Donald Trump is not HitlerRoundup
tags: election 2016, Trump
It was a political moment unprecedented in American history. A charismatic leader took the stage in an arena packed to the rafters with fanatical supporters and delivered a rousing and most assuredly politically incorrect speech decrying the United States’ “suicidal tolerance of parasitical aliens, making something entirely different out of the nation, destroying its ethics, morals, patriotism, and religious conceptions.” He told his devoted audience to pledge their loyalty to him and their desires for a greater America. In the media gallery, a reporter was forcibly removed as she openly mocked the speaker. A wild-eyed protester rushed the stage but was stopped by a steady rain of fists administered to his head and torso as the crowd roared its approval.
Another day, another Trump campaign event? No, this was the Feb. 20, 1939, gathering of the German-American Bund, a Depression-era pro-Hitler organization, at their “Washington’s Birthday Rally” in Madison Square Garden. A packed house of 20,000 plus whooped it up the Bundist leader Fritz Kuhn, a man with vainglorious dreams who roused crowds by targeting perceived religious, racial, ethnic, and/or political enemies. Like Trump, Kuhn had an uncanny talent for tapping into populist sentiments. He too was an audacious egotist, a notorious truth-stretcher, and outright liar. Among other things, Kuhn bragged that he’d been part of the mob that followed Hitler into the Beer Hall putsch, though there was no proof of the veracity of this claim.
A veteran of the Great War, Kuhn was expatriated from Germany to Mexico after he was caught stealing from his employer. He then headed to Detroit, where his master’s degree in chemistry from the University of Munich was good enough to get him hired at Henry Ford Hospital—a medical facility with an employment ban on Jewish doctors. Kuhn joined the Friends of New Germany, used hospital broom closets to practice his oratory skills, and quickly rose to the top of the organization’s Midwest division. When the group dissolved, Kuhn declared that the only way for a pro-Hitler movement to succeed in the United States was by rebuilding the organization based on core American principles and the ideas of the Founding Fathers. The group adhered to a detailed constitution, one that mimicked the language of Jefferson’s Declaration of Independence in its call for the “preservation of the inalienable Right to Life, Liberty, and the Pursuit of Happiness in a truly sovereign United States of America, ruled in accordance with Aryan Christian Precepts.”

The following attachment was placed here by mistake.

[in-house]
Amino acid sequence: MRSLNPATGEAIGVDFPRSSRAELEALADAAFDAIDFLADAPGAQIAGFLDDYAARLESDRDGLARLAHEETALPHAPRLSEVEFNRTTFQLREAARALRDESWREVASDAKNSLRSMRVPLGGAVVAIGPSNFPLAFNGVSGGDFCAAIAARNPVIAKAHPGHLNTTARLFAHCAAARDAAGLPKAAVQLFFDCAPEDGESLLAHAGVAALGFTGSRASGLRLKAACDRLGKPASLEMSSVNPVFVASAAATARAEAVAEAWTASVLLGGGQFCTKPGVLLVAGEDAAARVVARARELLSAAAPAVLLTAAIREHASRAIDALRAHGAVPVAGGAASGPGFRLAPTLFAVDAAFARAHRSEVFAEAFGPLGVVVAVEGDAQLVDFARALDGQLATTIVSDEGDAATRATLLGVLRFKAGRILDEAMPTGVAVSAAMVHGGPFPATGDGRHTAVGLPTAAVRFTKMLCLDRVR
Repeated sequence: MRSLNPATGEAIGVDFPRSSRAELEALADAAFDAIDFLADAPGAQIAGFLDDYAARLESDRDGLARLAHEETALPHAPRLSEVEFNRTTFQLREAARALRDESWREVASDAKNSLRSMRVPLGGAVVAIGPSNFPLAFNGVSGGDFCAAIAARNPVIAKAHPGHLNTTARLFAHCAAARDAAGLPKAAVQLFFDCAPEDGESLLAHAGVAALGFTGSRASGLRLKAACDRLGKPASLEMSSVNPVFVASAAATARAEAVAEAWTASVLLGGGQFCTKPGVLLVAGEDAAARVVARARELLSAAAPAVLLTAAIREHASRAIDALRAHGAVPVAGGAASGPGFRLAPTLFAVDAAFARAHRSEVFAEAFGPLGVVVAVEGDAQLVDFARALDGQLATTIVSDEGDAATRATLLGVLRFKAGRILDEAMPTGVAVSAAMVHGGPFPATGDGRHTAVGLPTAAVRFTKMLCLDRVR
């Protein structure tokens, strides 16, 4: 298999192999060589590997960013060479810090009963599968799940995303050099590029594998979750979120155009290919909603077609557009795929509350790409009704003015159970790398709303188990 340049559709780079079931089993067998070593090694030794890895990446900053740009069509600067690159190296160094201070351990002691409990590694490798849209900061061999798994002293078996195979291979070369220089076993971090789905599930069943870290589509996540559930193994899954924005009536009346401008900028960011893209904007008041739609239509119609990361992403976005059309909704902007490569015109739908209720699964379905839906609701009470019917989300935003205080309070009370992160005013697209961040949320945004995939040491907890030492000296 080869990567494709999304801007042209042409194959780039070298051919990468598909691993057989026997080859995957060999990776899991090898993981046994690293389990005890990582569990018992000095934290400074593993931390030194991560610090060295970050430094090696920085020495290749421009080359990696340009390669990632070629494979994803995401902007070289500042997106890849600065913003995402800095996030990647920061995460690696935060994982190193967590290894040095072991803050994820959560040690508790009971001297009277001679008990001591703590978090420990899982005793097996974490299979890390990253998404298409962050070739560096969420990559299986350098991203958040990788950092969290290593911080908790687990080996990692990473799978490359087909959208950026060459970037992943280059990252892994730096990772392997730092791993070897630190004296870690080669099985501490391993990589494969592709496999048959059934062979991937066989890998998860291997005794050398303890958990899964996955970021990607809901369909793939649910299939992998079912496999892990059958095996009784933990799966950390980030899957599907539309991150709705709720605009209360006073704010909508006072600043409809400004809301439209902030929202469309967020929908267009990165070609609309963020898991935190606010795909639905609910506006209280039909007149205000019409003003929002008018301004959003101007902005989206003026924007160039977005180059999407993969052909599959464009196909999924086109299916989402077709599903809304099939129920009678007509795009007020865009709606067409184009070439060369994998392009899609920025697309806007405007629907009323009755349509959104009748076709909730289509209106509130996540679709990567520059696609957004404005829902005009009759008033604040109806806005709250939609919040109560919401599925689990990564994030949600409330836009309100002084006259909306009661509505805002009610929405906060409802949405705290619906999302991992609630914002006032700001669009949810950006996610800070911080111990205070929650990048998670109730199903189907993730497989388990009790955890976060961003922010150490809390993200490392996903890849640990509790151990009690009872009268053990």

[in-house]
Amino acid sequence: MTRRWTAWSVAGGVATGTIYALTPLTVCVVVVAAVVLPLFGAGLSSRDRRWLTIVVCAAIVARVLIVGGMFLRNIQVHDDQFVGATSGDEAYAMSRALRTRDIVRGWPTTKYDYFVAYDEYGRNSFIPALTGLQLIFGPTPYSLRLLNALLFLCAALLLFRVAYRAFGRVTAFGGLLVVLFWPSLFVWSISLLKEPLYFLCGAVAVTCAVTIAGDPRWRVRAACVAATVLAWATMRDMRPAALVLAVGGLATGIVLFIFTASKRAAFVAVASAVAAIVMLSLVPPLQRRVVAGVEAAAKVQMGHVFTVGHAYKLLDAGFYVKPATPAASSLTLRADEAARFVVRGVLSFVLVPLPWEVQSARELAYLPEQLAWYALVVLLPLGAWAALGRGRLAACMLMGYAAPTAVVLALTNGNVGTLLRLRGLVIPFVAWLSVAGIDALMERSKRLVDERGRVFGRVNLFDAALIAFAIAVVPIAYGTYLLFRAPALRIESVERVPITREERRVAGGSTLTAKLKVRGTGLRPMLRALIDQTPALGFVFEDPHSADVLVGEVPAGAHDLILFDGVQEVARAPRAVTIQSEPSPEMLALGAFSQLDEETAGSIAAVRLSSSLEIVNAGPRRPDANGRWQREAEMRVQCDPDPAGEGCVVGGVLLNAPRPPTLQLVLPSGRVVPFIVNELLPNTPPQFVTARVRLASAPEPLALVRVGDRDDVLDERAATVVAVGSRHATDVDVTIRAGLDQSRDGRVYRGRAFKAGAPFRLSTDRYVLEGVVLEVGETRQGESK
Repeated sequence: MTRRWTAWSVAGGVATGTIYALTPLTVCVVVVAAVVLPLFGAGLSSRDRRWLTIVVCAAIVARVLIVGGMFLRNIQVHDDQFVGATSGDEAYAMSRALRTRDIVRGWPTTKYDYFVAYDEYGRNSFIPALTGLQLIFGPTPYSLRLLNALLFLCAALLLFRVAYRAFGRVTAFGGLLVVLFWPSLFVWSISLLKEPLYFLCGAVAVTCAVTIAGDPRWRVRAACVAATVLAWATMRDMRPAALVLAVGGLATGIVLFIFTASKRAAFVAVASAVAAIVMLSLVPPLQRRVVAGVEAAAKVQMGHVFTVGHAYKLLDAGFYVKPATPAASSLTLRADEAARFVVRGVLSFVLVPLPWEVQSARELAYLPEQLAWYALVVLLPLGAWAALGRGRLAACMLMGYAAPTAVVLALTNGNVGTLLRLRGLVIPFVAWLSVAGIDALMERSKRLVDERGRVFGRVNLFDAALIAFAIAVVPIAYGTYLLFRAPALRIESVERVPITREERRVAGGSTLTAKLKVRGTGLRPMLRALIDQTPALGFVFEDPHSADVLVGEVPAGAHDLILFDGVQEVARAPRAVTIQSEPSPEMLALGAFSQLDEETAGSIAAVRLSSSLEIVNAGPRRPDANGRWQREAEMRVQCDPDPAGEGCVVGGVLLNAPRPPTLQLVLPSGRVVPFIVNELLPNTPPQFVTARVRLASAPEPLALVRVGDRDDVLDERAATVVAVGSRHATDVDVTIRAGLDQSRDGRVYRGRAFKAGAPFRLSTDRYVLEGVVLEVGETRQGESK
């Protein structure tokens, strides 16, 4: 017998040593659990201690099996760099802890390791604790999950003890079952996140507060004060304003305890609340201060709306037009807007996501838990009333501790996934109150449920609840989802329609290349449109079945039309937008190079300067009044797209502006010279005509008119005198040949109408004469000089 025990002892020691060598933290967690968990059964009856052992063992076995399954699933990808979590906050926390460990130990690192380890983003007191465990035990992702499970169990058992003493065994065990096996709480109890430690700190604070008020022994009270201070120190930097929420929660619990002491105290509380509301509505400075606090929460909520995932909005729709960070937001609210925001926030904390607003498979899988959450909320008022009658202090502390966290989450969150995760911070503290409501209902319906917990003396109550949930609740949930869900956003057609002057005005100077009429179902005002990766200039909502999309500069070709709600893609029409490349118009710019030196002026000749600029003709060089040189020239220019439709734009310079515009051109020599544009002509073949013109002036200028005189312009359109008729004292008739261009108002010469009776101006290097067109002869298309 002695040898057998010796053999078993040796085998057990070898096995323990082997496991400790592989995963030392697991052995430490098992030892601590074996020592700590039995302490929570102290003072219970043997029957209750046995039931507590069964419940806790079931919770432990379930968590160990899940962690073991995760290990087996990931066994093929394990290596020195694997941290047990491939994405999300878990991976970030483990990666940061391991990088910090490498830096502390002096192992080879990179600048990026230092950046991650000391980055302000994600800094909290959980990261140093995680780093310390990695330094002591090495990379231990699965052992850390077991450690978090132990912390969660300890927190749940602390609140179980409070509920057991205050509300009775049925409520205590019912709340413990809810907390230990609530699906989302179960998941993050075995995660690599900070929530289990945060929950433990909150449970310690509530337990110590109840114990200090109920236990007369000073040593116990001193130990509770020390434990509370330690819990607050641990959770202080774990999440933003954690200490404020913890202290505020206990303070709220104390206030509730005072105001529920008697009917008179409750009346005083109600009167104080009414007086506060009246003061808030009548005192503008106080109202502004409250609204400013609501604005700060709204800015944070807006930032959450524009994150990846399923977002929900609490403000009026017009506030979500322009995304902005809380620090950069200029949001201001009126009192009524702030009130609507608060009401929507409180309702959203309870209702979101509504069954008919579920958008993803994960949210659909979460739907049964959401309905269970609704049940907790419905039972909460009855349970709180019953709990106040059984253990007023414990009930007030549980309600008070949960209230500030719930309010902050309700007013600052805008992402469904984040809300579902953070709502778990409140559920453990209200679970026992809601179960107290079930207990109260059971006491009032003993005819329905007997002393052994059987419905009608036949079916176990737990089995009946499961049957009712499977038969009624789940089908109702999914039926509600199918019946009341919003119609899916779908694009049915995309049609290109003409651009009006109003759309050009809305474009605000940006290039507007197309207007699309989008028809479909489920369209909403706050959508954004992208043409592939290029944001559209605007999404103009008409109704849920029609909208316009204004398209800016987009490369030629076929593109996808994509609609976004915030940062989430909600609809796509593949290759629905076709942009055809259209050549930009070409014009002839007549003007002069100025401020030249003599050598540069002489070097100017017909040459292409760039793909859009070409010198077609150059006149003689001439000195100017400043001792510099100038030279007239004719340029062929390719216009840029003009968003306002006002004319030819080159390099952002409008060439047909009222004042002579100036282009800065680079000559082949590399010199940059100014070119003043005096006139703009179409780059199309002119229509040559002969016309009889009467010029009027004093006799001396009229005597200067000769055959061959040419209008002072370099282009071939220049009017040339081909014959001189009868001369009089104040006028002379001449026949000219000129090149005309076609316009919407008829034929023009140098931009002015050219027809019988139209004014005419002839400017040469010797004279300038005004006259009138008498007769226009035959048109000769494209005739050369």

Like Trump, Kuhn was a skilled entrepreneur. Under his leadership, the Bund was transformed into a money-making machine with interests that included publishing newspapers and other propaganda, sales of Bund ephemera and uniforms, and a nationwide constellation of family retreats. Though membership numbers are at best fuzzy (records were both secretive and poorly kept), the FBI believed there were some 5,000 to 8,000 Bundists, while the American Legion estimated the Bund had numbers upwards of 25,000. Kuhn claimed he had more than 200,000 followers.
Yet America’s wanna-be Fuhrer ultimately self-destructed. In 1939 he went to prison after being caught embezzling from the Bund coffers to fund his extramarital dalliances. Stripped of his American citizenship and sent to Sing Sing, Kuhn was deported after WWII back to Germany. He died there in 1951, broken and forgotten. ...
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